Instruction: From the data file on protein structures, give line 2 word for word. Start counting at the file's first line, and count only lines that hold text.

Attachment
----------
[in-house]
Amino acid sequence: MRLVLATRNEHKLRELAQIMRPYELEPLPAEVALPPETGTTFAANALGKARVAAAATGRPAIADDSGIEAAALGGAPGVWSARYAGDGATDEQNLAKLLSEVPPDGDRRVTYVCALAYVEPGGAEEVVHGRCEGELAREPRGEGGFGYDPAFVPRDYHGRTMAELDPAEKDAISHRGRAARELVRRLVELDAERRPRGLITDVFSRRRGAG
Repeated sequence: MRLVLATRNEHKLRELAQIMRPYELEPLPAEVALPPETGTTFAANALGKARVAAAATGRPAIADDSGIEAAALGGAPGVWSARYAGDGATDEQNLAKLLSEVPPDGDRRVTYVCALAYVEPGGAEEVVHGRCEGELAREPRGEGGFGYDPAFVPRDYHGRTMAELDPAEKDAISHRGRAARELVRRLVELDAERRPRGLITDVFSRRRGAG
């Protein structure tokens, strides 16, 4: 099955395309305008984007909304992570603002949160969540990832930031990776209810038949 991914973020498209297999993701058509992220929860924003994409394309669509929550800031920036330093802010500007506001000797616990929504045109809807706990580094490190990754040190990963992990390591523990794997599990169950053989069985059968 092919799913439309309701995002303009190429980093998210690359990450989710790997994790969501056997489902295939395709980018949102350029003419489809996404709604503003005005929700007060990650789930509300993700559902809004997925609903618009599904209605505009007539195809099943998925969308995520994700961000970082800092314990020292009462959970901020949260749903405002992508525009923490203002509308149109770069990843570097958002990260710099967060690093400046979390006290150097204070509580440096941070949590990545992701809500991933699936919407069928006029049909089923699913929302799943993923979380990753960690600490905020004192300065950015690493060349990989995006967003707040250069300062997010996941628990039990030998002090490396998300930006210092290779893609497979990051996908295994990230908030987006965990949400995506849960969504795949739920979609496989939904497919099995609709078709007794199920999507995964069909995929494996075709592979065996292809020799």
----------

Amino acid sequence: MRLVLATRNEHKLRELAQIMRPYELEPLPAEVALPPETGTTFAANALGKARVAAAATGRPAIADDSGIEAAALGGAPGVWSARYAGDGATDEQNLAKLLSEVPPDGDRRVTYVCALAYVEPGGAEEVVHGRCEGELAREPRGEGGFGYDPAFVPRDYHGRTMAELDPAEKDAISHRGRAARELVRRLVELDAERRPRGLITDVFSRRRGAG